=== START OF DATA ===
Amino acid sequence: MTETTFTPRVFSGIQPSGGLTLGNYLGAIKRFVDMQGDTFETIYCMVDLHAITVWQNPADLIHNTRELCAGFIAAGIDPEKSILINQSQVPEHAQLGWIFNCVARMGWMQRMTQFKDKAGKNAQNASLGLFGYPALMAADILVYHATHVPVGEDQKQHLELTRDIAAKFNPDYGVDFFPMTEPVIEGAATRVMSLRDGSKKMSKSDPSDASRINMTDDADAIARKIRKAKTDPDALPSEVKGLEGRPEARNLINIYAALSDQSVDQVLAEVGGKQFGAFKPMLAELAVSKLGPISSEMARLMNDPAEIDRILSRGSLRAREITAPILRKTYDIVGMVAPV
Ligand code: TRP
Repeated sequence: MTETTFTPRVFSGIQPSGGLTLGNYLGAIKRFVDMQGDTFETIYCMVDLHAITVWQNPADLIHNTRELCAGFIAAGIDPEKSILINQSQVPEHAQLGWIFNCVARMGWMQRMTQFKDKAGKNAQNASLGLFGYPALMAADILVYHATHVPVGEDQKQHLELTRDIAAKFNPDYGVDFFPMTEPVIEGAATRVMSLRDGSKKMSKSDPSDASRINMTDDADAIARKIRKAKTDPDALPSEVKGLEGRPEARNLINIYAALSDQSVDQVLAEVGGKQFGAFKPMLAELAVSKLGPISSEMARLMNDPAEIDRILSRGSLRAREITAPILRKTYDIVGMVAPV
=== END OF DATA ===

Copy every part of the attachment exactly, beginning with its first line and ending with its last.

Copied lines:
Amino acid sequence: MTETTFTPRVFSGIQPSGGLTLGNYLGAIKRFVDMQGDTFETIYCMVDLHAITVWQNPADLIHNTRELCAGFIAAGIDPEKSILINQSQVPEHAQLGWIFNCVARMGWMQRMTQFKDKAGKNAQNASLGLFGYPALMAADILVYHATHVPVGEDQKQHLELTRDIAAKFNPDYGVDFFPMTEPVIEGAATRVMSLRDGSKKMSKSDPSDASRINMTDDADAIARKIRKAKTDPDALPSEVKGLEGRPEARNLINIYAALSDQSVDQVLAEVGGKQFGAFKPMLAELAVSKLGPISSEMARLMNDPAEIDRILSRGSLRAREITAPILRKTYDIVGMVAPV
Ligand code: TRP
Repeated sequence: MTETTFTPRVFSGIQPSGGLTLGNYLGAIKRFVDMQGDTFETIYCMVDLHAITVWQNPADLIHNTRELCAGFIAAGIDPEKSILINQSQVPEHAQLGWIFNCVARMGWMQRMTQFKDKAGKNAQNASLGLFGYPALMAADILVYHATHVPVGEDQKQHLELTRDIAAKFNPDYGVDFFPMTEPVIEGAATRVMSLRDGSKKMSKSDPSDASRINMTDDADAIARKIRKAKTDPDALPSEVKGLEGRPEARNLINIYAALSDQSVDQVLAEVGGKQFGAFKPMLAELAVSKLGPISSEMARLMNDPAEIDRILSRGSLRAREITAPILRKTYDIVGMVAPV